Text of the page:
The Springboks need to fix those system errors in defence and maybe freshen the team up against Italy, it’s certainly a Test where you can give one or two players a chance. But you can’t totally change the side because a Test team needs to develop into a rhythm.

Maybe Johan Goosen should come in at flyhalf and Jamba Ulengo could play on the wing, perhaps Rohan Janse van Rensburg will get a shout at centre. I would think about trying someone like Oupa Mohoje as the openside flank or Nizaam Carr, who made his debut two years ago in the number six jersey against Italy. Plus one of the two young hookers in the squad needs more game time.

But how many starting players and experienced guys are the Springboks missing? Bryan Habana, Jesse Kriel, Jan Serfontein, Handre Pollard, Juan de Jongh, Francois Hougaard, Frans Malherbe, Bismarck du Plessis, Francois Louw and Duane Vermeulen would all make a heck of a lot of difference as very experienced, battle-hardened Test players.

The Springboks should and could get good victories in their last two games – Wales are also under pressure after playing so badly against Australia – and that would end the season well. Allister can then start afresh next year when all his players are back.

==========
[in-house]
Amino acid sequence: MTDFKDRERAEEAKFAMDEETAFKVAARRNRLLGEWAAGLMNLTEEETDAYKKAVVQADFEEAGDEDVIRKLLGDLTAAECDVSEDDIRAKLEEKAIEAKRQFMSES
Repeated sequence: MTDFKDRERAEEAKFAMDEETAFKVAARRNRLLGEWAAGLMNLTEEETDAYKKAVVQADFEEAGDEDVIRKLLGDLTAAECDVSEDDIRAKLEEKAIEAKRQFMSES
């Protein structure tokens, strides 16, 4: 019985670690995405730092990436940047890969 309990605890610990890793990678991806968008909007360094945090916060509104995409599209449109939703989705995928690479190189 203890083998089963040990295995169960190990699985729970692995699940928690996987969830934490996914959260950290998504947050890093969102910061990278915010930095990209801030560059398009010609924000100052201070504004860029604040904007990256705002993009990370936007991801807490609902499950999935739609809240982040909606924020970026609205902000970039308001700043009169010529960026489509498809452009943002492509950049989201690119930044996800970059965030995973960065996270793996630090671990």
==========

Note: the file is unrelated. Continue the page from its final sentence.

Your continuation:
Test rugby is a very harsh arena in terms of the scrutiny you are under, there’s no hiding place for anybody. The one thing the Springboks did do well was that they kept working, kept trying and kept hitting their opposition, they never gave up.

The Springboks still have plenty to play for and if they can win their last two matches then they will have won two of their three Tests on tour which would be acceptable. Nobody will be more disappointed with the game against England than the Springbok coaching staff, management and players as a group, and they will not want to let the country down again.

 

 

John McFarland is the assistant coach of the Kubota Spears in Japan and was the Springbok defence coach from 2012-15, having won three SuperRugby titles (2007, 09, 10) with the Bulls and five Currie Cup crowns with the Blue Bulls. In all, he won 28 trophies during his 12 years at Loftus Versfeld.

 

 

Former Bok defence coach John McFarland on why the bench will be crucial in Brisbane 0